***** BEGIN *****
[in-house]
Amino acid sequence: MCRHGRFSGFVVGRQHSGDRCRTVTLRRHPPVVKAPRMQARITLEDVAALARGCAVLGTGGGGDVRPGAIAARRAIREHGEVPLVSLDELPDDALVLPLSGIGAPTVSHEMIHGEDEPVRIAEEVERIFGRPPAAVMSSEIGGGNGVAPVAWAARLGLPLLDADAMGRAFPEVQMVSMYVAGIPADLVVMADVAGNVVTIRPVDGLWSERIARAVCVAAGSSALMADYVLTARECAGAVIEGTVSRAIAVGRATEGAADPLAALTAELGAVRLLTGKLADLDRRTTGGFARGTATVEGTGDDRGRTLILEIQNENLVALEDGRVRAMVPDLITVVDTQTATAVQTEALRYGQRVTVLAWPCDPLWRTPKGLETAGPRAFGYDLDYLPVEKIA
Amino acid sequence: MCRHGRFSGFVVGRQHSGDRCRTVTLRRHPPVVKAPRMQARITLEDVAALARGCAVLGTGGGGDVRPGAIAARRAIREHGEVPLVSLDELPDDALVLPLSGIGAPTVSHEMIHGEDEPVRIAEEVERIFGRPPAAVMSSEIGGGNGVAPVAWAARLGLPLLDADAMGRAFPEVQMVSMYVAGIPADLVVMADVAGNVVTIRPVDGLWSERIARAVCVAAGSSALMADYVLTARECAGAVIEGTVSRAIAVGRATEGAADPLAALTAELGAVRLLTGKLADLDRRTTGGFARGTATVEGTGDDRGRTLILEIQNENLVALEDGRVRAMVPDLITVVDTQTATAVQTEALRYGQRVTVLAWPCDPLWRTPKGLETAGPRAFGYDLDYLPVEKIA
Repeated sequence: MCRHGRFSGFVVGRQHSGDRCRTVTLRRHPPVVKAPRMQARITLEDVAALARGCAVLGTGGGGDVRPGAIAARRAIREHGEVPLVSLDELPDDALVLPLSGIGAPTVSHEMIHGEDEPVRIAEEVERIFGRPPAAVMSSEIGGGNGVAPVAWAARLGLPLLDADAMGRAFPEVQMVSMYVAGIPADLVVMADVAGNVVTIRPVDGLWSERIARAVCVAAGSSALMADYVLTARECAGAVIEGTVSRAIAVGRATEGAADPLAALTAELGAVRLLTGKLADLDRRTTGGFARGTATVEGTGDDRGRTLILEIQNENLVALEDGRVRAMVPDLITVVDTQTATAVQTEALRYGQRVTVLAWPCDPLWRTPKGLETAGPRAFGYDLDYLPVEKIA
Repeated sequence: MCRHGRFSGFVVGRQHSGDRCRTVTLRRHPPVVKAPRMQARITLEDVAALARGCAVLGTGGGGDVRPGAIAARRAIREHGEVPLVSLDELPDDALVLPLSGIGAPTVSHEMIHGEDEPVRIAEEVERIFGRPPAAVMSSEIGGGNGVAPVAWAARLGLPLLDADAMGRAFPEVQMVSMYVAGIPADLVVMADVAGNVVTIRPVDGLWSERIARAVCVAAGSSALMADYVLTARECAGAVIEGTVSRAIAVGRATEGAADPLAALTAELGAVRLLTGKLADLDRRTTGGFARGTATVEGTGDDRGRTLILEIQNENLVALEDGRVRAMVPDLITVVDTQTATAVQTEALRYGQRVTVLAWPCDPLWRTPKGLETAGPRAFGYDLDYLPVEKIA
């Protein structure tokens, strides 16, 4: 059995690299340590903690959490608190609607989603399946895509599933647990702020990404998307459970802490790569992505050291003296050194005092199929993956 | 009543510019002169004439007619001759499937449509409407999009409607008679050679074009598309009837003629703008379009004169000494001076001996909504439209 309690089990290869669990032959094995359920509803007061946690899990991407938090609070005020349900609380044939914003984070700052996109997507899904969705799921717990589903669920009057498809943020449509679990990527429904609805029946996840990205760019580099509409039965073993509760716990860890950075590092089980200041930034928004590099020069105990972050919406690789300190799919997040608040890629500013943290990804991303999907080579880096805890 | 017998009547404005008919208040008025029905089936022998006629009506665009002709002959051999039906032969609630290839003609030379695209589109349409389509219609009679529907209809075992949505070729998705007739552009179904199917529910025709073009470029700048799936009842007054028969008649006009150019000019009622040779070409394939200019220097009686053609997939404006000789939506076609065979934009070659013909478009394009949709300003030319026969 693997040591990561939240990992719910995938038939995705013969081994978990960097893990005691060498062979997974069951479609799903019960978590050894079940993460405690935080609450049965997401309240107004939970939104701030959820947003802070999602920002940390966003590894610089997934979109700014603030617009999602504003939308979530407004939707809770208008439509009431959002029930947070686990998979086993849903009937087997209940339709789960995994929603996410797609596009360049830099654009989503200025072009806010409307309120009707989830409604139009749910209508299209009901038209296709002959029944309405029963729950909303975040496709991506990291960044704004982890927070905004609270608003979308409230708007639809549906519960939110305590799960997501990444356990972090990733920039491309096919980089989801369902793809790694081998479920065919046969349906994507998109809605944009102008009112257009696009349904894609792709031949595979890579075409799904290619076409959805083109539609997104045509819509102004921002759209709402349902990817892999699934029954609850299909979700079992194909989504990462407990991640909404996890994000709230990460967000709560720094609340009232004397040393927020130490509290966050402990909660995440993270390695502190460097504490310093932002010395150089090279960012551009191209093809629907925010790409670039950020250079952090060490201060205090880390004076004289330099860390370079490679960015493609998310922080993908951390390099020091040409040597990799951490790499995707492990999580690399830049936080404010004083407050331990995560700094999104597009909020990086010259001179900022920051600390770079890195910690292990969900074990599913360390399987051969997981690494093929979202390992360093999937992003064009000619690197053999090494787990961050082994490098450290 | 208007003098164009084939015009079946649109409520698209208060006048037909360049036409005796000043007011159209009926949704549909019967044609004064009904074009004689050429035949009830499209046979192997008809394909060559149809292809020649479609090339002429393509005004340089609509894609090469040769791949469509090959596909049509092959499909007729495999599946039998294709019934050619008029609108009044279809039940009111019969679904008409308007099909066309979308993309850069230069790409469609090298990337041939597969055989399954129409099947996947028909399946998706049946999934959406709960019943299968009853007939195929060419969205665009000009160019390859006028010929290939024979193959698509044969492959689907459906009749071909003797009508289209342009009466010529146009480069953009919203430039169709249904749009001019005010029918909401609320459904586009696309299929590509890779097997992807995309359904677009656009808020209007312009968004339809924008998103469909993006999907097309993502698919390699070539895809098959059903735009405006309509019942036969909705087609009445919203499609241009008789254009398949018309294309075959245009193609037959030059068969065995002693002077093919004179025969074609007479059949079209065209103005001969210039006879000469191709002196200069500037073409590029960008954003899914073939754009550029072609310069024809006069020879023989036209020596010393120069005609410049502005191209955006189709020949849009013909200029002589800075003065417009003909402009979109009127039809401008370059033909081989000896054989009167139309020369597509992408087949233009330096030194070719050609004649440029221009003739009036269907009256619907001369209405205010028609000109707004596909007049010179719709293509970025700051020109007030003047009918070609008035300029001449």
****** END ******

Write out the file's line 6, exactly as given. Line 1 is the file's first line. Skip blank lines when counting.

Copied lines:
């Protein structure tokens, strides 16, 4: 059995690299340590903690959490608190609607989603399946895509599933647990702020990404998307459970802490790569992505050291003296050194005092199929993956 | 009543510019002169004439007619001759499937449509409407999009409607008679050679074009598309009837003629703008379009004169000494001076001996909504439209 309690089990290869669990032959094995359920509803007061946690899990991407938090609070005020349900609380044939914003984070700052996109997507899904969705799921717990589903669920009057498809943020449509679990990527429904609805029946996840990205760019580099509409039965073993509760716990860890950075590092089980200041930034928004590099020069105990972050919406690789300190799919997040608040890629500013943290990804991303999907080579880096805890 | 017998009547404005008919208040008025029905089936022998006629009506665009002709002959051999039906032969609630290839003609030379695209589109349409389509219609009679529907209809075992949505070729998705007739552009179904199917529910025709073009470029700048799936009842007054028969008649006009150019000019009622040779070409394939200019220097009686053609997939404006000789939506076609065979934009070659013909478009394009949709300003030319026969 693997040591990561939240990992719910995938038939995705013969081994978990960097893990005691060498062979997974069951479609799903019960978590050894079940993460405690935080609450049965997401309240107004939970939104701030959820947003802070999602920002940390966003590894610089997934979109700014603030617009999602504003939308979530407004939707809770208008439509009431959002029930947070686990998979086993849903009937087997209940339709789960995994929603996410797609596009360049830099654009989503200025072009806010409307309120009707989830409604139009749910209508299209009901038209296709002959029944309405029963729950909303975040496709991506990291960044704004982890927070905004609270608003979308409230708007639809549906519960939110305590799960997501990444356990972090990733920039491309096919980089989801369902793809790694081998479920065919046969349906994507998109809605944009102008009112257009696009349904894609792709031949595979890579075409799904290619076409959805083109539609997104045509819509102004921002759209709402349902990817892999699934029954609850299909979700079992194909989504990462407990991640909404996890994000709230990460967000709560720094609340009232004397040393927020130490509290966050402990909660995440993270390695502190460097504490310093932002010395150089090279960012551009191209093809629907925010790409670039950020250079952090060490201060205090880390004076004289330099860390370079490679960015493609998310922080993908951390390099020091040409040597990799951490790499995707492990999580690399830049936080404010004083407050331990995560700094999104597009909020990086010259001179900022920051600390770079890195910690292990969900074990599913360390399987051969997981690494093929979202390992360093999937992003064009000619690197053999090494787990961050082994490098450290 | 208007003098164009084939015009079946649109409520698209208060006048037909360049036409005796000043007011159209009926949704549909019967044609004064009904074009004689050429035949009830499209046979192997008809394909060559149809292809020649479609090339002429393509005004340089609509894609090469040769791949469509090959596909049509092959499909007729495999599946039998294709019934050619008029609108009044279809039940009111019969679904008409308007099909066309979308993309850069230069790409469609090298990337041939597969055989399954129409099947996947028909399946998706049946999934959406709960019943299968009853007939195929060419969205665009000009160019390859006028010929290939024979193959698509044969492959689907459906009749071909003797009508289209342009009466010529146009480069953009919203430039169709249904749009001019005010029918909401609320459904586009696309299929590509890779097997992807995309359904677009656009808020209007312009968004339809924008998103469909993006999907097309993502698919390699070539895809098959059903735009405006309509019942036969909705087609009445919203499609241009008789254009398949018309294309075959245009193609037959030059068969065995002693002077093919004179025969074609007479059949079209065209103005001969210039006879000469191709002196200069500037073409590029960008954003899914073939754009550029072609310069024809006069020879023989036209020596010393120069005609410049502005191209955006189709020949849009013909200029002589800075003065417009003909402009979109009127039809401008370059033909081989000896054989009167139309020369597509992408087949233009330096030194070719050609004649440029221009003739009036269907009256619907001369209405205010028609000109707004596909007049010179719709293509970025700051020109007030003047009918070609008035300029001449």